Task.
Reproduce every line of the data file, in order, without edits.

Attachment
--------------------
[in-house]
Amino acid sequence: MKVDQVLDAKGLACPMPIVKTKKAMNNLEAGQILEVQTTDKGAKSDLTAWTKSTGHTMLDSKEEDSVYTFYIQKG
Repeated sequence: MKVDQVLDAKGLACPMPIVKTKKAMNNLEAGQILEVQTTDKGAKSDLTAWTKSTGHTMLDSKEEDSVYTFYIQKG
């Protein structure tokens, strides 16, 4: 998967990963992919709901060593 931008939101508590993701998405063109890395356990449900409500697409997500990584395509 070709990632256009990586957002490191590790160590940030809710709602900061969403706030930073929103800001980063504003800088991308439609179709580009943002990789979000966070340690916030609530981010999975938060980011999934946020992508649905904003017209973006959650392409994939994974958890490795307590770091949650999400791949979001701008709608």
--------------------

[in-house]
Amino acid sequence: MKVDQVLDAKGLACPMPIVKTKKAMNNLEAGQILEVQTTDKGAKSDLTAWTKSTGHTMLDSKEEDSVYTFYIQKG
Repeated sequence: MKVDQVLDAKGLACPMPIVKTKKAMNNLEAGQILEVQTTDKGAKSDLTAWTKSTGHTMLDSKEEDSVYTFYIQKG
């Protein structure tokens, strides 16, 4: 998967990963992919709901060593 931008939101508590993701998405063109890395356990449900409500697409997500990584395509 070709990632256009990586957002490191590790160590940030809710709602900061969403706030930073929103800001980063504003800088991308439609179709580009943002990789979000966070340690916030609530981010999975938060980011999934946020992508649905904003017209973006959650392409994939994974958890490795307590770091949650999400791949979001701008709608």